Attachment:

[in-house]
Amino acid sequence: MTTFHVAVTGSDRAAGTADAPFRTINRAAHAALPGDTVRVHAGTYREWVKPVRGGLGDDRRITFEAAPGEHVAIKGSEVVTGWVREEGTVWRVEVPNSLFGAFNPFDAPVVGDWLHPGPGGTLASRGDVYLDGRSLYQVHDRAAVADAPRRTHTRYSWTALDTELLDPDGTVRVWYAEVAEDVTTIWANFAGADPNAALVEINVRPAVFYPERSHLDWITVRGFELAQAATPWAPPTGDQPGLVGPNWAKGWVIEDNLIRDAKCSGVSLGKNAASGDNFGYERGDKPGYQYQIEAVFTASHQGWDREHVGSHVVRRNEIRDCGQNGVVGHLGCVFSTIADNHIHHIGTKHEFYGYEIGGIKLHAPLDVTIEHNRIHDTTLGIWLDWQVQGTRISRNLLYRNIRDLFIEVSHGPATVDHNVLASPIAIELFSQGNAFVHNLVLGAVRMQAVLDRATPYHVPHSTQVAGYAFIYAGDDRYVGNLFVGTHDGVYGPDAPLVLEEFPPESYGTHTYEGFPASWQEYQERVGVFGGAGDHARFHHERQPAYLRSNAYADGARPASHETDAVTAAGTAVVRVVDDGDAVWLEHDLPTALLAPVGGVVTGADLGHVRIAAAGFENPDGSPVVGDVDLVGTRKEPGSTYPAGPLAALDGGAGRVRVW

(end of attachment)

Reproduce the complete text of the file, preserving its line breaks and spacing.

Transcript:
[in-house]
Amino acid sequence: MTTFHVAVTGSDRAAGTADAPFRTINRAAHAALPGDTVRVHAGTYREWVKPVRGGLGDDRRITFEAAPGEHVAIKGSEVVTGWVREEGTVWRVEVPNSLFGAFNPFDAPVVGDWLHPGPGGTLASRGDVYLDGRSLYQVHDRAAVADAPRRTHTRYSWTALDTELLDPDGTVRVWYAEVAEDVTTIWANFAGADPNAALVEINVRPAVFYPERSHLDWITVRGFELAQAATPWAPPTGDQPGLVGPNWAKGWVIEDNLIRDAKCSGVSLGKNAASGDNFGYERGDKPGYQYQIEAVFTASHQGWDREHVGSHVVRRNEIRDCGQNGVVGHLGCVFSTIADNHIHHIGTKHEFYGYEIGGIKLHAPLDVTIEHNRIHDTTLGIWLDWQVQGTRISRNLLYRNIRDLFIEVSHGPATVDHNVLASPIAIELFSQGNAFVHNLVLGAVRMQAVLDRATPYHVPHSTQVAGYAFIYAGDDRYVGNLFVGTHDGVYGPDAPLVLEEFPPESYGTHTYEGFPASWQEYQERVGVFGGAGDHARFHHERQPAYLRSNAYADGARPASHETDAVTAAGTAVVRVVDDGDAVWLEHDLPTALLAPVGGVVTGADLGHVRIAAAGFENPDGSPVVGDVDLVGTRKEPGSTYPAGPLAALDGGAGRVRVW